Theresa May handed 24 Brexit business questions that need answering NOW

Marco Green
July 9, 2018

The lack of a proposal on how to keep a near-invisible border between the British province of Northern Ireland and European Union member Ireland has stalled Brexit talks, increasing frustration among the other European Union leaders.

Gove, a prominent campaigner for leaving the European Union during the 2016 referendum, said the prime minister should be allowed to present her case on Friday and played down the likelihood of any senior ministers resigning.

In a podcast for the ConservativeHome website, he said there had been a "breakdown in collective responsibility" in the Cabinet, with pro-EU ministers openly promoting solutions "against the Prime Minister's speeches, against the position formally of the Cabinet and against the manifesto".

"I am trying to support the Prime Minister's position and to remind people that any implementation deal has to get through Parliament, and if it is a bad deal, or it doesn't meet the manifesto commitments, people won't vote for it", he said.

"The last thing we need is a leadership challenge", he said on Twitter.

"I call on other rational members of the party to stand against this nonsense".

Ahead of crunch Cabinet talks at Chequers on Friday, Lord Hague said Parliament could force a "watered-down" Brexit on the Government if ministers fail to agree a compromise plan on Britain's future customs relationship with the EU.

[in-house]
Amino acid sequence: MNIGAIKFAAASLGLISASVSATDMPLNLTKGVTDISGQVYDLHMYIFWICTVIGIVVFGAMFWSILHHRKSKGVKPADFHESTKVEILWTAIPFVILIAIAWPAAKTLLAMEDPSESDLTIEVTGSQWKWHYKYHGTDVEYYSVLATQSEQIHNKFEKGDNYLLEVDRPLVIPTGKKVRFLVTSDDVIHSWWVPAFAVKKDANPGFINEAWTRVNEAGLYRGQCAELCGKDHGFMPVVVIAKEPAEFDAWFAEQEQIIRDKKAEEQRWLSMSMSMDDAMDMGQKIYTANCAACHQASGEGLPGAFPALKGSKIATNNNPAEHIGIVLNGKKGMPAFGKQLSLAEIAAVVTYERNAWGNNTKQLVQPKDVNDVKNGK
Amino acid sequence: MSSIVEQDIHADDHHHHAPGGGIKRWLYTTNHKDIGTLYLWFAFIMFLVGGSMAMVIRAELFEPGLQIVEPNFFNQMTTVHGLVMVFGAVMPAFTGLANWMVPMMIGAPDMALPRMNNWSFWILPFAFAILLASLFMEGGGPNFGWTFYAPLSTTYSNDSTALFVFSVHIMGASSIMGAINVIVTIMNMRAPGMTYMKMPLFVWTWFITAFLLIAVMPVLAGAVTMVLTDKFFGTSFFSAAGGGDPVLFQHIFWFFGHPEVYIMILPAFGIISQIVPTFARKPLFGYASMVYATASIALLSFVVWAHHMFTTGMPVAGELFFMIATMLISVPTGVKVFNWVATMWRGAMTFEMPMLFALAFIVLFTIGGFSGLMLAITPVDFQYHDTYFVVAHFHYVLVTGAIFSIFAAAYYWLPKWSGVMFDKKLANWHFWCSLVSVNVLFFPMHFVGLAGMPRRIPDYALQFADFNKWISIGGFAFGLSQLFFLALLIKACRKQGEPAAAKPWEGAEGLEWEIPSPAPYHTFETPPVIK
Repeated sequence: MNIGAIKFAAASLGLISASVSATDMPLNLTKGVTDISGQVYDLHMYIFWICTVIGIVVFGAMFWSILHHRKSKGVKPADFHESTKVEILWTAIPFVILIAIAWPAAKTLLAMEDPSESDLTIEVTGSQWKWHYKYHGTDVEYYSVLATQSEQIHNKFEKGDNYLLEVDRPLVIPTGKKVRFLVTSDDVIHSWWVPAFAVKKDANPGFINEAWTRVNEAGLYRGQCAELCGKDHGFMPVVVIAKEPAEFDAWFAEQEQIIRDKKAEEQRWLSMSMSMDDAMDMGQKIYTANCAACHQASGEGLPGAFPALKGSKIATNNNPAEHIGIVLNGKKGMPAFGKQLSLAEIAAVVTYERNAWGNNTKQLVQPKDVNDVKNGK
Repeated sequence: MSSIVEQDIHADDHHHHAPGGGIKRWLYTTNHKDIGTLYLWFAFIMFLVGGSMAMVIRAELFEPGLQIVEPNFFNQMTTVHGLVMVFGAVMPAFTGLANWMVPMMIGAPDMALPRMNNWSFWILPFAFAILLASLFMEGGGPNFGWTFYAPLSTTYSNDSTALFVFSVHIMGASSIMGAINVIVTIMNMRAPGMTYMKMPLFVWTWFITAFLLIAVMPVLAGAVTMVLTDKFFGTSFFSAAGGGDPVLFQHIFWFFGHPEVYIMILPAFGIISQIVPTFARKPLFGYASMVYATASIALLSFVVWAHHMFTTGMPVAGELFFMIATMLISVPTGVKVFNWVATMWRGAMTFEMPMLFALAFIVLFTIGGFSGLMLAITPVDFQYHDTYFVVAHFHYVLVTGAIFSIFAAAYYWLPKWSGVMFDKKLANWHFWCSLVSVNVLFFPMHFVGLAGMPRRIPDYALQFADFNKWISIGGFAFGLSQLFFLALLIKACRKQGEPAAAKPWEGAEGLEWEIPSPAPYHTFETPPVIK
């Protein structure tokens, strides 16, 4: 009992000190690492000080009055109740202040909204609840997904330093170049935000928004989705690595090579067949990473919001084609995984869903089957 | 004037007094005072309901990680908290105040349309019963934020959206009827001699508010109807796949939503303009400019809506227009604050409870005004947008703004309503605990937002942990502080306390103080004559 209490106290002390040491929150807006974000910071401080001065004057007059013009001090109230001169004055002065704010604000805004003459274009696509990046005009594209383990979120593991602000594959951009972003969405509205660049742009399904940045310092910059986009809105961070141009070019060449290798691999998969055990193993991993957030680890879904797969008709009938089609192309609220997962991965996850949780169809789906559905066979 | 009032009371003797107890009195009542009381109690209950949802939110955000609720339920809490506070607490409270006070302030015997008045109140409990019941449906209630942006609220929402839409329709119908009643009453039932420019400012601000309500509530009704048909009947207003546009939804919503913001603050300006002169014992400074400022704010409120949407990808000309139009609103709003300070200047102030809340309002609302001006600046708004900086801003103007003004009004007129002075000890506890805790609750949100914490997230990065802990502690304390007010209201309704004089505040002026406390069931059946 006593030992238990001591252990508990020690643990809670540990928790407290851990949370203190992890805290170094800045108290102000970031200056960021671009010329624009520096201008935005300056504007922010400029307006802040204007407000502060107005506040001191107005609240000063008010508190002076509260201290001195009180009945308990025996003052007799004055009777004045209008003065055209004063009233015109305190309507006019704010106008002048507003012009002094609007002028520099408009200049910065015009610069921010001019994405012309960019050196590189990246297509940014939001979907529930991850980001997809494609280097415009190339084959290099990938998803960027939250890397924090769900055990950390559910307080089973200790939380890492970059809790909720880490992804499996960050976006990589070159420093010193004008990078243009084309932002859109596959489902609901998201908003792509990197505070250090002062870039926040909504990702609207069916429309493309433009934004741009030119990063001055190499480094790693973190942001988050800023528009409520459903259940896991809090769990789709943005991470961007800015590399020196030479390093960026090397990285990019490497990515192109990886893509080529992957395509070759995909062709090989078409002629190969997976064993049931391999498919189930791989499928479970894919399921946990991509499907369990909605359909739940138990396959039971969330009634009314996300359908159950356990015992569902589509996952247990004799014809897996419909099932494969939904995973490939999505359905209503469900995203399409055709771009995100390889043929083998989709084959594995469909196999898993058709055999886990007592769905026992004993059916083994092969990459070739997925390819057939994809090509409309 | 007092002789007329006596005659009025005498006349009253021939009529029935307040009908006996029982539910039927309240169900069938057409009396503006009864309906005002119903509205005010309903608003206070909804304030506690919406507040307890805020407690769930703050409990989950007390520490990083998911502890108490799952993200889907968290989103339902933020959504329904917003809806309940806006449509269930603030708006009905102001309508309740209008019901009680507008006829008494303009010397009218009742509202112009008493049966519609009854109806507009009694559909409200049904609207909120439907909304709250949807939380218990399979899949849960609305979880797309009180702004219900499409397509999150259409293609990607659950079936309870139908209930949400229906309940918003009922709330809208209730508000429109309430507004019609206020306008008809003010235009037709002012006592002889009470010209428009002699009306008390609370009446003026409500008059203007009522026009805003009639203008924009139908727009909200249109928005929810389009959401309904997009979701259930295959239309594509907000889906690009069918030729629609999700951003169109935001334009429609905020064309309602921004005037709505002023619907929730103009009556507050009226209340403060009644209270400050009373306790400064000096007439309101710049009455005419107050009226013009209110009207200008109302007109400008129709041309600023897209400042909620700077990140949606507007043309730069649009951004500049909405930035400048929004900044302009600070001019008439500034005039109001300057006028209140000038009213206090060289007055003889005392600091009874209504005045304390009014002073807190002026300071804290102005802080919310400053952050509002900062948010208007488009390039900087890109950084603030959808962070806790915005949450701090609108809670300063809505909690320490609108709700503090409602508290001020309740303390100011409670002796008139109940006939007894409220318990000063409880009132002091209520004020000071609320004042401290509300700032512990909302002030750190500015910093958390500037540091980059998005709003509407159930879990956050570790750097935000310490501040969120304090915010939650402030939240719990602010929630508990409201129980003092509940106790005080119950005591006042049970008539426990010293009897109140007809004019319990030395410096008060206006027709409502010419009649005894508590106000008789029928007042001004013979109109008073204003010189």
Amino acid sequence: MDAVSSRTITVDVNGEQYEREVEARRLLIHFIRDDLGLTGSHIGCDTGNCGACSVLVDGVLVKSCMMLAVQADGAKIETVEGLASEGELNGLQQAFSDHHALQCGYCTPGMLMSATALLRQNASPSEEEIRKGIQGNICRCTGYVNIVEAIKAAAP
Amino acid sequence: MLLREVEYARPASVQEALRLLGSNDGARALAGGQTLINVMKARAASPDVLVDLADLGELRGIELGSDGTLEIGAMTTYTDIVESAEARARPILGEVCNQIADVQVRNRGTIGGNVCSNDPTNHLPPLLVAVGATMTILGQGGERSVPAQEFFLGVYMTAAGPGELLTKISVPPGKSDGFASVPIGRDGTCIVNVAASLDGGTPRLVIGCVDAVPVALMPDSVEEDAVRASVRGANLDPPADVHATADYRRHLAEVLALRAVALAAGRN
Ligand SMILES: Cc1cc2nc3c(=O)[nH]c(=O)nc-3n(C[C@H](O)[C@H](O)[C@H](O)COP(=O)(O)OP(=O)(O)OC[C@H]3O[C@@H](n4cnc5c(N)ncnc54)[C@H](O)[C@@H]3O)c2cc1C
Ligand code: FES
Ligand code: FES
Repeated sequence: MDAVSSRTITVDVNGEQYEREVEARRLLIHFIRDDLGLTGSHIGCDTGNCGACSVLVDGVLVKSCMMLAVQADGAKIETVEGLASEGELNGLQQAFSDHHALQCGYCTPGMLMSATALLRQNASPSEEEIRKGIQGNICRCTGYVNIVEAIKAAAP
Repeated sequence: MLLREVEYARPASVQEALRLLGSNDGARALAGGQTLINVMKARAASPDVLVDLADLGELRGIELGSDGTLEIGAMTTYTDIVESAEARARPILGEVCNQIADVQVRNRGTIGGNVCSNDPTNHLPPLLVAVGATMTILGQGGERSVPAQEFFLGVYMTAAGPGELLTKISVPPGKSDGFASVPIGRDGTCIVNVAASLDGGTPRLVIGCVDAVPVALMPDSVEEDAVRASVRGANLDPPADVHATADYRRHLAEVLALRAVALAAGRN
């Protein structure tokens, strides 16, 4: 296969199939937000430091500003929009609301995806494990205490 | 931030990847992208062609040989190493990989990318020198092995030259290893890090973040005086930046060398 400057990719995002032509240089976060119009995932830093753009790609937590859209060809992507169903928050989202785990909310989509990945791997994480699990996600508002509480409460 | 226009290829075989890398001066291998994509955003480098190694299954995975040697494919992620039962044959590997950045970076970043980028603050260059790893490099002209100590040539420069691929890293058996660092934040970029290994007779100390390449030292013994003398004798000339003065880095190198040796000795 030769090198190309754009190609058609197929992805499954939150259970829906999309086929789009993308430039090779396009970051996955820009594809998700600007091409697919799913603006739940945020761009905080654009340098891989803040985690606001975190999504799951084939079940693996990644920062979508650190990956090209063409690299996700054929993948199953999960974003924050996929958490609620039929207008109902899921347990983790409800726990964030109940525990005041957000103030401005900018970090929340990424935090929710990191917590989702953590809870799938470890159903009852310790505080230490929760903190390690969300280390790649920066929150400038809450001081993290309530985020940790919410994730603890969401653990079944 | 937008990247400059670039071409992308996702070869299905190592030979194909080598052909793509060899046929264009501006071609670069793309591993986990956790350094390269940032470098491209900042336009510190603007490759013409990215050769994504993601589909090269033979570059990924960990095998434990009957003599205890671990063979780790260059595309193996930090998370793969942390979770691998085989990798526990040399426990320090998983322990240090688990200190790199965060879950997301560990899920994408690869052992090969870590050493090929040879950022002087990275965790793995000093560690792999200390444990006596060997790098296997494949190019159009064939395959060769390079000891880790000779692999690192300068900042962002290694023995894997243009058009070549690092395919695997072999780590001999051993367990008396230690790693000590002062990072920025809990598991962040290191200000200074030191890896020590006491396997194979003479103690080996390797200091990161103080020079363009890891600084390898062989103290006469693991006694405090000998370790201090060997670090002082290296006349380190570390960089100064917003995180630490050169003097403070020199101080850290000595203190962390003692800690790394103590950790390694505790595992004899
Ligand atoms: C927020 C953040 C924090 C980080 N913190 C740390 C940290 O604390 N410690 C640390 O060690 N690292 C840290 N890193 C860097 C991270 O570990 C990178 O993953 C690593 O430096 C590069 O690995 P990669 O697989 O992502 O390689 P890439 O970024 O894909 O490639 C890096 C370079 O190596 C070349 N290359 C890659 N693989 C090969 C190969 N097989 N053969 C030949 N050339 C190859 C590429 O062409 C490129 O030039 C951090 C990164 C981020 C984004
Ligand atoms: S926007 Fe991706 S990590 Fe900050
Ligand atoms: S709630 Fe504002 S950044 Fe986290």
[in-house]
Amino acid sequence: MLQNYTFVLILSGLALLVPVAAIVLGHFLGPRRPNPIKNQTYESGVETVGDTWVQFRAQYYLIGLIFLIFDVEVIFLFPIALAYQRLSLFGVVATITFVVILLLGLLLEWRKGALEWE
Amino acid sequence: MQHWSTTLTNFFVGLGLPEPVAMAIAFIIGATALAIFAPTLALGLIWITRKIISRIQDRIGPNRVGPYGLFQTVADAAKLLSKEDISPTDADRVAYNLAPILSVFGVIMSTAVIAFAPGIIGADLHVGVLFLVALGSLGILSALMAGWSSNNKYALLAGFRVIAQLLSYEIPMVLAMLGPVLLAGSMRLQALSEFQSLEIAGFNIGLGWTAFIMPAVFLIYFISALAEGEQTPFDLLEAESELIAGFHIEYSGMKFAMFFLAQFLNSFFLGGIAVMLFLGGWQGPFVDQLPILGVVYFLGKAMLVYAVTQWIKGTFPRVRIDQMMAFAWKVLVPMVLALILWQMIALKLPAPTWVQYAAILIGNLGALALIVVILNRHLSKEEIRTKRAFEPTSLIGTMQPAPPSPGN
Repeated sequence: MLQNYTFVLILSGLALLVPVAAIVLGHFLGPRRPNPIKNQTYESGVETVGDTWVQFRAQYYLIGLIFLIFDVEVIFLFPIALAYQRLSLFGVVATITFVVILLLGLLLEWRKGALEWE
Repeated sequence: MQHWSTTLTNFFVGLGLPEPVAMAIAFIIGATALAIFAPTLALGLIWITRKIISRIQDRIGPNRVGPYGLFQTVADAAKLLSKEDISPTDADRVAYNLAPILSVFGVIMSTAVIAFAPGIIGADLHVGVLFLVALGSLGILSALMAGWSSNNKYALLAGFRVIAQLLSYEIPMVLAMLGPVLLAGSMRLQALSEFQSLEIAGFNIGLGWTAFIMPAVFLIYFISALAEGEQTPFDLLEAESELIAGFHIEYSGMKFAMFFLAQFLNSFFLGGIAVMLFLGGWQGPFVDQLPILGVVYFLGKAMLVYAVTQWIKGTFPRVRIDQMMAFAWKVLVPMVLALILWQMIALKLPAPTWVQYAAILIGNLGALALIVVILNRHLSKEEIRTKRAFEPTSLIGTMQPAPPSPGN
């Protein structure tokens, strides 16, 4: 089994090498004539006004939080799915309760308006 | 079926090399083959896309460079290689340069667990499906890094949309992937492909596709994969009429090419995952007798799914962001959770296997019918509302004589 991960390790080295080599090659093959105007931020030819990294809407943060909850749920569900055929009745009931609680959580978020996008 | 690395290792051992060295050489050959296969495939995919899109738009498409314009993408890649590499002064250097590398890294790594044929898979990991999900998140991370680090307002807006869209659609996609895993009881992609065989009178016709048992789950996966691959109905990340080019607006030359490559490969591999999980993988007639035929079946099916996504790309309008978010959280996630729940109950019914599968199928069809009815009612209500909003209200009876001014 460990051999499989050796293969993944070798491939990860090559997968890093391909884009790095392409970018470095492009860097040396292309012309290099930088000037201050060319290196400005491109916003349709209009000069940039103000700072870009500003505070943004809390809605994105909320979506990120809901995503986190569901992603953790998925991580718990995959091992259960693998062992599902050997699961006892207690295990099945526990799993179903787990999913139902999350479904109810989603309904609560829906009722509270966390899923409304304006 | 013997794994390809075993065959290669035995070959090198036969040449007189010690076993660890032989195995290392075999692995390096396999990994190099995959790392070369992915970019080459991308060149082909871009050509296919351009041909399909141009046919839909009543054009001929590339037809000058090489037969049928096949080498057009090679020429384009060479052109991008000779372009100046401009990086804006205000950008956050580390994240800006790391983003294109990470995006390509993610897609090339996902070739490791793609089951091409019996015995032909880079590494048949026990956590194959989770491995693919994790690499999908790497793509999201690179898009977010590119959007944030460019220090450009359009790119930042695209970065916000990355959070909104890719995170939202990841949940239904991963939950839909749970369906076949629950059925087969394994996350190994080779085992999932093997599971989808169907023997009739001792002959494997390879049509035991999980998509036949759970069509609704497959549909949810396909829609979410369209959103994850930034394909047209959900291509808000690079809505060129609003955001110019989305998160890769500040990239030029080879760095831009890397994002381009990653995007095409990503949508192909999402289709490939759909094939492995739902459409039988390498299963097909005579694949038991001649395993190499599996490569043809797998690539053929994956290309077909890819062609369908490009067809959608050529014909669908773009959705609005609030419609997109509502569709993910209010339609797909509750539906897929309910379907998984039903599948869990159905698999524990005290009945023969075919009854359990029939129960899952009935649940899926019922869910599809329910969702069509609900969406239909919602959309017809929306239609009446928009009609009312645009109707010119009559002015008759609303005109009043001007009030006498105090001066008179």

"The solicitor general has confirmed that to exit with no deal and trade under WTO rules would necessitate such a border".

"We have convened all across the United Kingdom to ensure that every business community's Brexit concerns can be heard by elected representatives and officials".

The comments will be seen as a rebuke to the Foreign Secretary, who reportedly said "f*** business" when asked about Brexit fears.

May last month created two Cabinet sub-committees to discuss two options for future trade - a customs partnership in which Britain would apply European Union tariffs to goods that are shipped through the country on their way to the continent, and the use of technology to avoid the need for border checks as goods pass between the European Union and Britain.

Briefing Cabinet ministers ahead of the Chequers talks, Oliver Robbins is said to have painted a bleak picture of the situation, with a source telling The Times they came out of the meeting thinking "we were even more screwed than we were before".

Red ratings were given to issues including customs, tariffs, VAT, aviation and the Irish border.

Any lack of clarity would add to the frustration of European Union leaders who increased pressure on Mrs May on Tuesday.

"All the prime minister says on Brexit is, 'We need clarity about our future relationship.' Yes we do: we've been waiting for over two years for any clarity from this government".

"We have supported the Government's drive to seek the best possible deal for the United Kingdom economy". In the hope a truce can be agreed between her feuding ministers, the strategy will be set out in a white paper the following week.

Other reports by Click Lancashire

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